Even the standard measurement of poverty, the “poverty line,” fails to accurately reflect the struggles of modern Americans to make ends meet.
AUSTIN, Texas — The financial collapse of 2008 and the absence of true economic recovery in the years since has left millions more children in poverty than before the recession. About 22 percent of American children live in poverty, and even that figure may not fully account for all those who are struggling.
According to the annual Kids Count Data Report, which ranks states based on the well-being of children living there, about 3 million more children were impoverished in 2013 than in 2008, an increase of 3 percent that brings the total number of children in poverty to 16,087,000. Following the report’s release, Al-Jazeera America and The Associated Press noted:
Other studies in recent years have yielded similar results. A 2014 UNICEF report looked at the decline in incomes since the financial collapse and found that over one-third of American children live in households where the combined income is less than 60 of the median household income in 2008, a sign of the so-called “jobless recovery” since the crash. Christopher Ingraham, analyzing the report for The Washington Post, noted that this makes the U.S. among the worst in the developed world for its treatment of children:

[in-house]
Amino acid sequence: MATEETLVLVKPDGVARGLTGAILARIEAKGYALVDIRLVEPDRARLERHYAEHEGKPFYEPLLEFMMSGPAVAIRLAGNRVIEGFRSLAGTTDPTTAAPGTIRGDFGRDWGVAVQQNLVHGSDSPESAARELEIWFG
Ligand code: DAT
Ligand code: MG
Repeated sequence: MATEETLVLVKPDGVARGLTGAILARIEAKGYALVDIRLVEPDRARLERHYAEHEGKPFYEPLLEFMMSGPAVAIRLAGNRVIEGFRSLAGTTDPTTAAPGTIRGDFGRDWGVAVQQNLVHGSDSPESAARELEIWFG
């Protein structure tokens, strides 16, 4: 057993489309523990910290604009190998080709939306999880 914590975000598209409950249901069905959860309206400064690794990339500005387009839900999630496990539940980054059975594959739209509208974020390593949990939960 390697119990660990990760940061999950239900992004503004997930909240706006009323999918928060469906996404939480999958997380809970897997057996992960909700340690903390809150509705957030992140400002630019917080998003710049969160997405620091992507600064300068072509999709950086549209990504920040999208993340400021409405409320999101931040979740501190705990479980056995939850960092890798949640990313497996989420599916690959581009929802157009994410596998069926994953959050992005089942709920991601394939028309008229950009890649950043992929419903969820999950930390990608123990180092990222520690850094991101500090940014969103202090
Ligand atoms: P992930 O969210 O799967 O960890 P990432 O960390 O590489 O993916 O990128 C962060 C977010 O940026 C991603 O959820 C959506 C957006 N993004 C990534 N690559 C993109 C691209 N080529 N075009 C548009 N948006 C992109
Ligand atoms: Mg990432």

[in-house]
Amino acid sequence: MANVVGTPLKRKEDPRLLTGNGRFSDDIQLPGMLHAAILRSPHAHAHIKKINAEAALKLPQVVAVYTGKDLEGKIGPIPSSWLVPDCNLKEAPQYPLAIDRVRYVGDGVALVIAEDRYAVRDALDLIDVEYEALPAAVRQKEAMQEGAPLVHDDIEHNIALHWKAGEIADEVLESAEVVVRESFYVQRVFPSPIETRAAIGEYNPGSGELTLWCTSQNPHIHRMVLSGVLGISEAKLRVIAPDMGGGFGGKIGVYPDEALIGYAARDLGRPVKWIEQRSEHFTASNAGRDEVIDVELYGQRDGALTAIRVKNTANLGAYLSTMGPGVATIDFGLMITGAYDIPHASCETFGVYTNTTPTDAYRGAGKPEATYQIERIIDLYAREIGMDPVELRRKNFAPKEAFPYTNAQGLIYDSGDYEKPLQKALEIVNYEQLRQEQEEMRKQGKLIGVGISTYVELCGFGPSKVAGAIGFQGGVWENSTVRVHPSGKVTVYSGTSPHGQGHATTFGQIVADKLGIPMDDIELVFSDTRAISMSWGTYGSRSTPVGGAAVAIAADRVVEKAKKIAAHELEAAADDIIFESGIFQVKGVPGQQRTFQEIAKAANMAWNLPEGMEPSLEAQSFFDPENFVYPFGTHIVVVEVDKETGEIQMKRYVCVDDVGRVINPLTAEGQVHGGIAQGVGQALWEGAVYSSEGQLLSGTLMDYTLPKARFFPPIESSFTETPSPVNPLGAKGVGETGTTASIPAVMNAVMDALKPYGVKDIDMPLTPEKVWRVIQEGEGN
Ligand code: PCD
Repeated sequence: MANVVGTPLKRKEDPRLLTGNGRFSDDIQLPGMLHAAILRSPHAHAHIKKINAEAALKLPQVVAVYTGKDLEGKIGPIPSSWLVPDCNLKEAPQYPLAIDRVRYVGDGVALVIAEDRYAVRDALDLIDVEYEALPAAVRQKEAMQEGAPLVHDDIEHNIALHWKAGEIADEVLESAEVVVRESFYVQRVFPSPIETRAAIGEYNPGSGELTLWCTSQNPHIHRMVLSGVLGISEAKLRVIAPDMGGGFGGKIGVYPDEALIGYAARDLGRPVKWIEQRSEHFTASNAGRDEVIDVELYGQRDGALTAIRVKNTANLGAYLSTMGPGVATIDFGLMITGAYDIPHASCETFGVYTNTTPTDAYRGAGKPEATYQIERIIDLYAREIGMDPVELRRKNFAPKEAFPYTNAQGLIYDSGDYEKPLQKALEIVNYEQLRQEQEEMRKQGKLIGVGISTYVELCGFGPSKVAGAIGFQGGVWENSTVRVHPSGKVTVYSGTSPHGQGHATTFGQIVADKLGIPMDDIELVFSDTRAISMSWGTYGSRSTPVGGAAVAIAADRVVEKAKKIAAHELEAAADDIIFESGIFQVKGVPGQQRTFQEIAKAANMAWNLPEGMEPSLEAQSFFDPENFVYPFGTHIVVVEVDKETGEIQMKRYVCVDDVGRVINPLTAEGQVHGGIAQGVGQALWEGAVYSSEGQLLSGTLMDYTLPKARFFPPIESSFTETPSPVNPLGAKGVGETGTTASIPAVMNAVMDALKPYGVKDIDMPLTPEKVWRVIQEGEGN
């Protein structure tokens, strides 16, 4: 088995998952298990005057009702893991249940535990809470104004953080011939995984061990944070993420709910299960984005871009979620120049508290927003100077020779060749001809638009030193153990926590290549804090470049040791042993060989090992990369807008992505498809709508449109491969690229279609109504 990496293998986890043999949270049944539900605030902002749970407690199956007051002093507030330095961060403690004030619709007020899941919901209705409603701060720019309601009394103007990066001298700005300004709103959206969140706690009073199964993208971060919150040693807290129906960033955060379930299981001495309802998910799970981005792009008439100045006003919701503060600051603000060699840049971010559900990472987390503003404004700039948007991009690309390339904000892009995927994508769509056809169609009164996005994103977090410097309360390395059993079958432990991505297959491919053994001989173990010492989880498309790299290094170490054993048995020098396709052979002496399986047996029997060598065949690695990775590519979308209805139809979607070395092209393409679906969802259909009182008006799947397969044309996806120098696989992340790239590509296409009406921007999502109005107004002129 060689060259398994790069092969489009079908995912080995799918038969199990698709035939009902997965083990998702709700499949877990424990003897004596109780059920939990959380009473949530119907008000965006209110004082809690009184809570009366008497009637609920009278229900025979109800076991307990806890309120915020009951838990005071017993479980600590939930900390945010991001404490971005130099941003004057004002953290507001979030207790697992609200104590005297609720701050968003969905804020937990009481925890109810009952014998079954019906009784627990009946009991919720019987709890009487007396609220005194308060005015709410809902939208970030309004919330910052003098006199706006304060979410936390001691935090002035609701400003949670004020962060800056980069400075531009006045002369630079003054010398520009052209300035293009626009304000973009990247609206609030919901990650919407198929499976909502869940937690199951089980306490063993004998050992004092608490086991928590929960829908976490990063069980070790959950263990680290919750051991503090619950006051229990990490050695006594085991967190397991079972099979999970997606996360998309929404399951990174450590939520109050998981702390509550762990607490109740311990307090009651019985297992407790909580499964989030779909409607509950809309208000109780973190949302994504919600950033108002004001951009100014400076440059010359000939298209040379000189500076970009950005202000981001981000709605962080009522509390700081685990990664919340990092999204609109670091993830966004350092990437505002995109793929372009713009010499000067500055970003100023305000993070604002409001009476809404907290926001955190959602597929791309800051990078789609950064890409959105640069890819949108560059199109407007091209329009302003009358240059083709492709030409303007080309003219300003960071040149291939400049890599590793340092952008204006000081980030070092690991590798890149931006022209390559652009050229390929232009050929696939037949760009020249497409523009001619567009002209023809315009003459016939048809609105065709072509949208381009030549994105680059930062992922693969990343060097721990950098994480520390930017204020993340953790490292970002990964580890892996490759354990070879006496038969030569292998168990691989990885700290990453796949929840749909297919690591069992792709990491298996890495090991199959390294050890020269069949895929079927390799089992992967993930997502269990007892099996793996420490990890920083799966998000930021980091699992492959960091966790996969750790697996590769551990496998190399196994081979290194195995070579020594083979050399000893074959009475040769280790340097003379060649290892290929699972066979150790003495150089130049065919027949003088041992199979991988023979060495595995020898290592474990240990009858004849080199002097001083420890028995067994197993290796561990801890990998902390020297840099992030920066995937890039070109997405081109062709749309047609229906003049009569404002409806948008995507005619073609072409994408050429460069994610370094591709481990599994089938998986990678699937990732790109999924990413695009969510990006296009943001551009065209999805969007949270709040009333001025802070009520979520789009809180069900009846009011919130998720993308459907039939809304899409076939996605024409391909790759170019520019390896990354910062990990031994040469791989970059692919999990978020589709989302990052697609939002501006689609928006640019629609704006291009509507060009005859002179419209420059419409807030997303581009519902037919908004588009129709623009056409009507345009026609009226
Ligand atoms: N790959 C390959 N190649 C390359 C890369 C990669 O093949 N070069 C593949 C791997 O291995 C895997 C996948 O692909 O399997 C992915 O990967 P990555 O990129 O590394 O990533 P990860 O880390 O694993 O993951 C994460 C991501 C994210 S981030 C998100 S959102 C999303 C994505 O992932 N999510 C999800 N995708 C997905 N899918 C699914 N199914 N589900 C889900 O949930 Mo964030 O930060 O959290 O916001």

“The United States ranks near the bottom of the pack of wealthy nations on a measure of child poverty … In the richest nation in the world, one in three kids live in poverty. Let that sink in.”
Yet even these figures do not account for the total number of children from families that may struggle to make ends meet. The National Center for Children in Poverty reported in January that 44 percent of children in the U.S. — about 31.8 million children — come from low-income families.
Further, the idea of the “poverty line” itself, developed in the 1960s by the U.S. Census Bureau, may be out of date when it comes to inequality. For one thing, the poverty line was designed around the notion that most families would have a full-time housewife able to skillfully and economically prepare meals from scratch.
When John Light, a journalist and former associate digital producer for BillMoyers.com, looked at the problems of measuring poverty in 2013, he found most government measures failed to account for decades of changes in lifestyle and increases in food costs:
“[S]ome recent studies place the share of a family’s income spent on food as low as six or seven percent of total household expenditures. That would mean Americans today are spending roughly 1/14th of their income on food, compared with the one-third figure used to calculate the poverty guidelines.”
He found that other major, under-measured changes for American families include dramatic increases to the costs of childcare and travel, including longer daily commutes to work, as well as massive cuts in social welfare programs that can leave today’s families without a safety net.